Auto News: IIHS Study Finds Low-Speed Bumps Can Prove Costly
First results of new crash tests: most car bumpers don't work in low-speed crashes March 2, 2007
Most bumpers on midsize cars do little to resist damage in the kinds of low-speed collisions that are common in commuter traffic and parking lots. The Insurance Institute for Highway Safety is releasing the first results of new tests that assess how well bumpers protect vehicles from expensive damage in everyday fender-benders.
Only 3 midsize cars among 17 the Institute tested -- the Mitsubishi Galant, Toyota Camry, and Mazda 6 -- withstood 4 bumper tests with $1,500 damage or less in each test. Some cars sustained more than $4,500 damage in just 1 of the 4 tests, and 2 cars rang up more than $9,000 total damage.
"Our tests measure how well bumpers protect cars from damage in everyday bumps," says Institute president Adrian Lund. "The whole purpose of bumpers is to keep damage away from headlights, hoods, and other parts that are expensive to repair, but this purpose was accomplished in only 2 of the 68 tests we conducted. In the rest, what we found is that bumpers aren't up to the job."
The new tests reflect the kinds of front and rear impacts that are common in the real world. Insurance claims of $4,500 or less for damage in these crashes total more than $6 billion each year.
Old versus new bumper tests: The Institute began conducting low-speed crash tests at 5 mph into a flat barrier in 1969. These tests led to the first federal bumper rules for cars, which required the bumpers to resist damage in impacts up to 5 mph. These requirements eventually were rolled back by the Reagan Administration in 1982. But recent research shows that some of the most costly low-speed crash damage occurs when vehicle bumpers slide under or over each other. This happens because the bumpers on colliding vehicles don't line up, and braking before the impact can lower the front end of a striking vehicle just before it hits the other vehicle. Under- and override often result in damage to vehicle grilles, headlights, hoods, and fenders.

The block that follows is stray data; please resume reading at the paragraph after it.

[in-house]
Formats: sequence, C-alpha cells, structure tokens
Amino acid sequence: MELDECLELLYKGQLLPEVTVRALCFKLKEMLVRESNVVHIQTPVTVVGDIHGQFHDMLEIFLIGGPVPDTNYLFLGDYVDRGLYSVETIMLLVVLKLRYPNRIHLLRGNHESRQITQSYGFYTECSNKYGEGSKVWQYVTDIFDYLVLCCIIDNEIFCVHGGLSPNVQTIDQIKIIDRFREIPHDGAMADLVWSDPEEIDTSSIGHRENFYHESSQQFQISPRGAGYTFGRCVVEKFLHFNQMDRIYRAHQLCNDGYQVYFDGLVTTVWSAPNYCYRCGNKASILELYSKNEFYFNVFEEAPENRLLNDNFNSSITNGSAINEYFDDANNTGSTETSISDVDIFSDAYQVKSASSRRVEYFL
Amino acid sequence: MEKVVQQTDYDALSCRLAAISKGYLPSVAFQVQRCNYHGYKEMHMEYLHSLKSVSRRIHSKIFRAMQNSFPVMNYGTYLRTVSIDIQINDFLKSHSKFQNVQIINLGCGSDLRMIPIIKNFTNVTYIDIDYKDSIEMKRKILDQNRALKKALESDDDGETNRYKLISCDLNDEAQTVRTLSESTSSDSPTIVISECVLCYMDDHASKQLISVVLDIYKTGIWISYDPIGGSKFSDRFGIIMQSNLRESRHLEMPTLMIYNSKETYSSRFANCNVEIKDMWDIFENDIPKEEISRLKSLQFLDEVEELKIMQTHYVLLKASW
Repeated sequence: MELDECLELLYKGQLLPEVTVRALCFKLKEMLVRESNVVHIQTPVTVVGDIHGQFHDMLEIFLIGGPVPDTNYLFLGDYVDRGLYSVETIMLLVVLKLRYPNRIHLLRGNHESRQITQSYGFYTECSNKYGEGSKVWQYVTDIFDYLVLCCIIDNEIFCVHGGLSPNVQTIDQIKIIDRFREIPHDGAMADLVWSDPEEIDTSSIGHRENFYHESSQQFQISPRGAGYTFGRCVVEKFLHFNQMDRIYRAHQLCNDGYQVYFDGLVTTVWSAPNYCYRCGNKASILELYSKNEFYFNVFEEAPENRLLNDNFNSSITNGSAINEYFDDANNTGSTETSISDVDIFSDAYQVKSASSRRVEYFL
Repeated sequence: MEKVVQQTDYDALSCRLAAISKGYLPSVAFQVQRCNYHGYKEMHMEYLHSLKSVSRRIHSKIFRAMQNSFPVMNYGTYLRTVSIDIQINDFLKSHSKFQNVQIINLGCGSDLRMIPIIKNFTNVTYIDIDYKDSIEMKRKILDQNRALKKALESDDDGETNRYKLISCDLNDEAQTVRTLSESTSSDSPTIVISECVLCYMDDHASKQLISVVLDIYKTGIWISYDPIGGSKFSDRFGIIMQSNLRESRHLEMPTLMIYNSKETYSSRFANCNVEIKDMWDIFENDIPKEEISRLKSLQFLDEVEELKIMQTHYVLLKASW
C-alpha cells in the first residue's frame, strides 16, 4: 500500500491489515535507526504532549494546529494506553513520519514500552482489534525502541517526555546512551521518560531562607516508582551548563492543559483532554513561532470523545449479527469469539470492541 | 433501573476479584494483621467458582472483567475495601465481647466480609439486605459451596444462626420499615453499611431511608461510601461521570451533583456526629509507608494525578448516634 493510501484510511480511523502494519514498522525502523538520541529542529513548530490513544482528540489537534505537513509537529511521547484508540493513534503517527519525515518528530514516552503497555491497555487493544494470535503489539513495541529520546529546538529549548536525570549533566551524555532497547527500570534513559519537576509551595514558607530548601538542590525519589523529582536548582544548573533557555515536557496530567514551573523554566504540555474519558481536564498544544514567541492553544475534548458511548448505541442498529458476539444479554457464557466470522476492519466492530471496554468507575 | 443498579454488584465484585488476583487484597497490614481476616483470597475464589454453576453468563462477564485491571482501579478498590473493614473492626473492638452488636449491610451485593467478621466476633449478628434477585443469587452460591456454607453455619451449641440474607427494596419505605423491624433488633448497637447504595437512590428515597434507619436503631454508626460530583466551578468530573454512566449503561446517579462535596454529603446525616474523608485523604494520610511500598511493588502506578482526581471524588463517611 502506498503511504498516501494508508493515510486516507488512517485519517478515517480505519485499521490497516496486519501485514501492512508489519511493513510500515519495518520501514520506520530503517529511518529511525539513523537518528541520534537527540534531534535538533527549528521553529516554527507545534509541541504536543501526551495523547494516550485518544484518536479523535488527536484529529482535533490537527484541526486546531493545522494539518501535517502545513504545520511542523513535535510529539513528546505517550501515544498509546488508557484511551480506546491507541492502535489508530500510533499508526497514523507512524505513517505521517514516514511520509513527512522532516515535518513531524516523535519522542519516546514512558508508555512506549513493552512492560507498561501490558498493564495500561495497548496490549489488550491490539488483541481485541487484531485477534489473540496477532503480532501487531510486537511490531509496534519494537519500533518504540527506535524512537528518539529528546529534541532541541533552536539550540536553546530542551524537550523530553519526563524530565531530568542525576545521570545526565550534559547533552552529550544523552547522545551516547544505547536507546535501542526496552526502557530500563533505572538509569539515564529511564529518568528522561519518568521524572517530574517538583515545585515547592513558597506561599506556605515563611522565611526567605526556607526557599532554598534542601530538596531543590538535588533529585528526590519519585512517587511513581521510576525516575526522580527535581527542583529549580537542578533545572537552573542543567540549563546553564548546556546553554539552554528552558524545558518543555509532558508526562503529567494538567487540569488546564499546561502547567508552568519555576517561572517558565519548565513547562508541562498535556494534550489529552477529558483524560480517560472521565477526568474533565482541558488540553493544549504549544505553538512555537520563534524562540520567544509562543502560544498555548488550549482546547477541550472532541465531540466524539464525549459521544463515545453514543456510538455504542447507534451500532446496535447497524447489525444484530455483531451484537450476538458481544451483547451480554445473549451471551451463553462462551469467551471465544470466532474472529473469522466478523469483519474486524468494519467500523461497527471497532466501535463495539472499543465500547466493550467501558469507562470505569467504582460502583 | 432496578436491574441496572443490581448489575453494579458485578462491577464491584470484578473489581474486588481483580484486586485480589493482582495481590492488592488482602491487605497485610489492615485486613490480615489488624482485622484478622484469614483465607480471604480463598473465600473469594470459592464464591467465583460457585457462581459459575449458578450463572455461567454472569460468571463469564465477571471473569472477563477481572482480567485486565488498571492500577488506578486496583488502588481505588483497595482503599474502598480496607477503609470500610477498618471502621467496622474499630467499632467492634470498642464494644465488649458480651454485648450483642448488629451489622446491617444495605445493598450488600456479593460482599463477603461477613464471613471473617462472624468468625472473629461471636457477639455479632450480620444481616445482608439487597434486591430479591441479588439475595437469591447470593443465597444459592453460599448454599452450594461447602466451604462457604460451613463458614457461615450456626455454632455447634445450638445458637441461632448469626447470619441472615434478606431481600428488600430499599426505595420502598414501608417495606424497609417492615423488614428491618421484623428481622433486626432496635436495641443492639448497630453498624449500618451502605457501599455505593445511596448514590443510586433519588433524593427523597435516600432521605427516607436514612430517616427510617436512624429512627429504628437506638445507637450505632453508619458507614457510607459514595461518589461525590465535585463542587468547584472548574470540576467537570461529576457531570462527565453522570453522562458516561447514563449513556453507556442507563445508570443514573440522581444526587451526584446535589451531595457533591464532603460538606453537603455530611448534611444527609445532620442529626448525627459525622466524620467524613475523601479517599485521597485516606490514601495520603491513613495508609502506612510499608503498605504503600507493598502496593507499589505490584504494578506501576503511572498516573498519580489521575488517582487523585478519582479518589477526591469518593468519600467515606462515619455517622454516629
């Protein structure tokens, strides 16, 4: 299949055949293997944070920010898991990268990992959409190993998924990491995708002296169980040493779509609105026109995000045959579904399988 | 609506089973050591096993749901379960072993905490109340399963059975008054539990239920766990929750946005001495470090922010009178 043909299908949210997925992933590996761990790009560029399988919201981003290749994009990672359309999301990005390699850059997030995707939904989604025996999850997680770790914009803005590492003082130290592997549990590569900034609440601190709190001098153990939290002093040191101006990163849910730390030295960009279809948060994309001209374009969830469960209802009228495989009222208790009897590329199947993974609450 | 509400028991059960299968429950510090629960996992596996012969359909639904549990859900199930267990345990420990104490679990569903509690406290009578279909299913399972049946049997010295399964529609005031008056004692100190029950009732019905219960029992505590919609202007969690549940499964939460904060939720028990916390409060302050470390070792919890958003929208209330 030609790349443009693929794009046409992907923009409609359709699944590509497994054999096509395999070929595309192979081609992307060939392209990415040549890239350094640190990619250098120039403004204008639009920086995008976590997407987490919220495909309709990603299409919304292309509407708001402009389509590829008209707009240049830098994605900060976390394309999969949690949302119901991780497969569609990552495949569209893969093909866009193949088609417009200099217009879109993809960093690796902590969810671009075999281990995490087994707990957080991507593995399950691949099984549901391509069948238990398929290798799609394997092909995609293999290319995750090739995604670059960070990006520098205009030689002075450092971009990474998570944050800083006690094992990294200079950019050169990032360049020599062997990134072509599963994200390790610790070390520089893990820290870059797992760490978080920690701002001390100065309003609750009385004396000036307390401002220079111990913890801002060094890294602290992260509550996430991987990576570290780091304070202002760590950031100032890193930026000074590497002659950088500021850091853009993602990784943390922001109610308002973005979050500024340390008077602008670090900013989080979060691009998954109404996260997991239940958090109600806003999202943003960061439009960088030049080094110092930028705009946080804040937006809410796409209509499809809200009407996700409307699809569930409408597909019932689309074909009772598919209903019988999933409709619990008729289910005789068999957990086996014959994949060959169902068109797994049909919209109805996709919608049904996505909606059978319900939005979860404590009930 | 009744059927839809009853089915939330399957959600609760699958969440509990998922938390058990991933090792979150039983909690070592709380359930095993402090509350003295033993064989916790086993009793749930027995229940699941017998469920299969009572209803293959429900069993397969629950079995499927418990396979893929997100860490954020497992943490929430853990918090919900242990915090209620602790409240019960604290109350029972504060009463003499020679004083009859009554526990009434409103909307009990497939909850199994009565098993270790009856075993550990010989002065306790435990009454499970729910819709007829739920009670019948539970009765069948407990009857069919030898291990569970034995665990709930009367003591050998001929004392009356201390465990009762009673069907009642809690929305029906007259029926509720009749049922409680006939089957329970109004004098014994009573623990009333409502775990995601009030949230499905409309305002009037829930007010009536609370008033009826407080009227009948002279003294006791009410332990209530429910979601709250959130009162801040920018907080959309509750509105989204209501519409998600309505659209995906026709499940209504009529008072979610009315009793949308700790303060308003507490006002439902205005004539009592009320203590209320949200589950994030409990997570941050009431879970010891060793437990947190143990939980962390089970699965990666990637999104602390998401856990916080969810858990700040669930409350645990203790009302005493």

The Institute's old flat-barrier tests were good indicators of bumper strength, but they didn't assess over- or underride. Vehicles with comparatively good performances in these tests still sustained costly damage in real collisions. The Institute's new series of tests comes closer to matching the damage that occurs in real-world impacts. Each car is run into a barrier designed to mimic the design of a car bumper. The steel barrier's plastic absorber and flexible cover simulate typical cars' energy absorbers and plastic bumper covers.
The four tests include front and rear full-width impacts at 6 mph and front and rear corner impacts at 3 mph. The barrier is 18 inches off the ground in the full-width tests and 16 inches from ground in the corner impacts. These heights are designed to drive bumper improvements and lead to better protection from damage in a range of real-world crashes. In developmental tests, these configurations produced the kinds and amounts of damage that commonly occur in low-speed collisions.